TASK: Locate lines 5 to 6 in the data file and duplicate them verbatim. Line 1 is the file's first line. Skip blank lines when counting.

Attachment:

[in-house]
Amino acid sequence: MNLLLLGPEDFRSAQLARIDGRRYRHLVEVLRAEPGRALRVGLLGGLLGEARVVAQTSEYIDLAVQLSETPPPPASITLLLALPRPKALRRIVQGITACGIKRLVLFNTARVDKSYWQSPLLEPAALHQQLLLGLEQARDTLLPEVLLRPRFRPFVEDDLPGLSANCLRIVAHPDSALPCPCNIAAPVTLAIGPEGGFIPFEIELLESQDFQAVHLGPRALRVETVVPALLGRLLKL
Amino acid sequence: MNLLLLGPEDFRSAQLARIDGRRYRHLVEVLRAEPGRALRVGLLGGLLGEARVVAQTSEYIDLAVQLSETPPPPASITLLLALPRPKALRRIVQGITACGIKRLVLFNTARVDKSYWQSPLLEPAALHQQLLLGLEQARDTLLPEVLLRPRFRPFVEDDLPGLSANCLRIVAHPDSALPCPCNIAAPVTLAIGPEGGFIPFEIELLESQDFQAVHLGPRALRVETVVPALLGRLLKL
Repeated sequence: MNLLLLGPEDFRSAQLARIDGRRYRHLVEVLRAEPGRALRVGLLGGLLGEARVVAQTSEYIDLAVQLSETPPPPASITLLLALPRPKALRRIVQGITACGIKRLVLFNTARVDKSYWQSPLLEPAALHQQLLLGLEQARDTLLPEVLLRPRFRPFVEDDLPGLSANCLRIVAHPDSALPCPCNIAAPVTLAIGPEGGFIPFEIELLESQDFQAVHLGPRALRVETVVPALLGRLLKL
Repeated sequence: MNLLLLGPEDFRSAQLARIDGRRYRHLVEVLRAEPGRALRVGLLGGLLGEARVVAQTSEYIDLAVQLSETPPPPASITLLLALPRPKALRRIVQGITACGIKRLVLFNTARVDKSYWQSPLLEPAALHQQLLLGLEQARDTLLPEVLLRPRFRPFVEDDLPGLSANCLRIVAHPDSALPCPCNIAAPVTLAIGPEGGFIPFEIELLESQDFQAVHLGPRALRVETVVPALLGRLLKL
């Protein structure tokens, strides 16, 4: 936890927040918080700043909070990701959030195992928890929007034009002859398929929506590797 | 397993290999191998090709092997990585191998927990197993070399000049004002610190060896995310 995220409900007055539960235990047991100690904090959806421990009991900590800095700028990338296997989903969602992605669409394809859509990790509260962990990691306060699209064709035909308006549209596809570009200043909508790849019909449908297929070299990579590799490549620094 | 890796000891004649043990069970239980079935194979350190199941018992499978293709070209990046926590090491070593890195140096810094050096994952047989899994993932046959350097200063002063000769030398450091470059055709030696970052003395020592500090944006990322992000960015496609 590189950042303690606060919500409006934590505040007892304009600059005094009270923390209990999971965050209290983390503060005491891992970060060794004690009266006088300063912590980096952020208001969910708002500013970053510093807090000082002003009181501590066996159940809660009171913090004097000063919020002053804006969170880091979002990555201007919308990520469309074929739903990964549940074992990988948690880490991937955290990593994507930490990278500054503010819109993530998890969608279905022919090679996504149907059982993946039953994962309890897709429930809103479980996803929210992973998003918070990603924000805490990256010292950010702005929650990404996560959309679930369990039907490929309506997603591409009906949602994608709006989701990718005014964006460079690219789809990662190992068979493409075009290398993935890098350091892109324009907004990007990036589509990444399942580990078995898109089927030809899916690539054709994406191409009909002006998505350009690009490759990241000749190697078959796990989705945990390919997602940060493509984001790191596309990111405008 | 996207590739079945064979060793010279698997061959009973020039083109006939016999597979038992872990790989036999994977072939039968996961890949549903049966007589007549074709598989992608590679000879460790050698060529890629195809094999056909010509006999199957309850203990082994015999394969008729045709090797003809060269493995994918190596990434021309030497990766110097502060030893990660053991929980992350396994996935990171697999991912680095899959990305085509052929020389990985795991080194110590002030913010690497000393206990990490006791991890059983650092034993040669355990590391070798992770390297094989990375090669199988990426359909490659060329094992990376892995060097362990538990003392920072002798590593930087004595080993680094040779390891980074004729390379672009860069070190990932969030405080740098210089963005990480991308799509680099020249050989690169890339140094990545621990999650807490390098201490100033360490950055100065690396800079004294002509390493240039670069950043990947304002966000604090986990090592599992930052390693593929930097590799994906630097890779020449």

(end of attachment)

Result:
Repeated sequence: MNLLLLGPEDFRSAQLARIDGRRYRHLVEVLRAEPGRALRVGLLGGLLGEARVVAQTSEYIDLAVQLSETPPPPASITLLLALPRPKALRRIVQGITACGIKRLVLFNTARVDKSYWQSPLLEPAALHQQLLLGLEQARDTLLPEVLLRPRFRPFVEDDLPGLSANCLRIVAHPDSALPCPCNIAAPVTLAIGPEGGFIPFEIELLESQDFQAVHLGPRALRVETVVPALLGRLLKL
């Protein structure tokens, strides 16, 4: 936890927040918080700043909070990701959030195992928890929007034009002859398929929506590797 | 397993290999191998090709092997990585191998927990197993070399000049004002610190060896995310 995220409900007055539960235990047991100690904090959806421990009991900590800095700028990338296997989903969602992605669409394809859509990790509260962990990691306060699209064709035909308006549209596809570009200043909508790849019909449908297929070299990579590799490549620094 | 890796000891004649043990069970239980079935194979350190199941018992499978293709070209990046926590090491070593890195140096810094050096994952047989899994993932046959350097200063002063000769030398450091470059055709030696970052003395020592500090944006990322992000960015496609 590189950042303690606060919500409006934590505040007892304009600059005094009270923390209990999971965050209290983390503060005491891992970060060794004690009266006088300063912590980096952020208001969910708002500013970053510093807090000082002003009181501590066996159940809660009171913090004097000063919020002053804006969170880091979002990555201007919308990520469309074929739903990964549940074992990988948690880490991937955290990593994507930490990278500054503010819109993530998890969608279905022919090679996504149907059982993946039953994962309890897709429930809103479980996803929210992973998003918070990603924000805490990256010292950010702005929650990404996560959309679930369990039907490929309506997603591409009906949602994608709006989701990718005014964006460079690219789809990662190992068979493409075009290398993935890098350091892109324009907004990007990036589509990444399942580990078995898109089927030809899916690539054709994406191409009909002006998505350009690009490759990241000749190697078959796990989705945990390919997602940060493509984001790191596309990111405008 | 996207590739079945064979060793010279698997061959009973020039083109006939016999597979038992872990790989036999994977072939039968996961890949549903049966007589007549074709598989992608590679000879460790050698060529890629195809094999056909010509006999199957309850203990082994015999394969008729045709090797003809060269493995994918190596990434021309030497990766110097502060030893990660053991929980992350396994996935990171697999991912680095899959990305085509052929020389990985795991080194110590002030913010690497000393206990990490006791991890059983650092034993040669355990590391070798992770390297094989990375090669199988990426359909490659060329094992990376892995060097362990538990003392920072002798590593930087004595080993680094040779390891980074004729390379672009860069070190990932969030405080740098210089963005990480991308799509680099020249050989690169890339140094990545621990999650807490390098201490100033360490950055100065690396800079004294002509390493240039670069950043990947304002966000604090986990090592599992930052390693593929930097590799994906630097890779020449």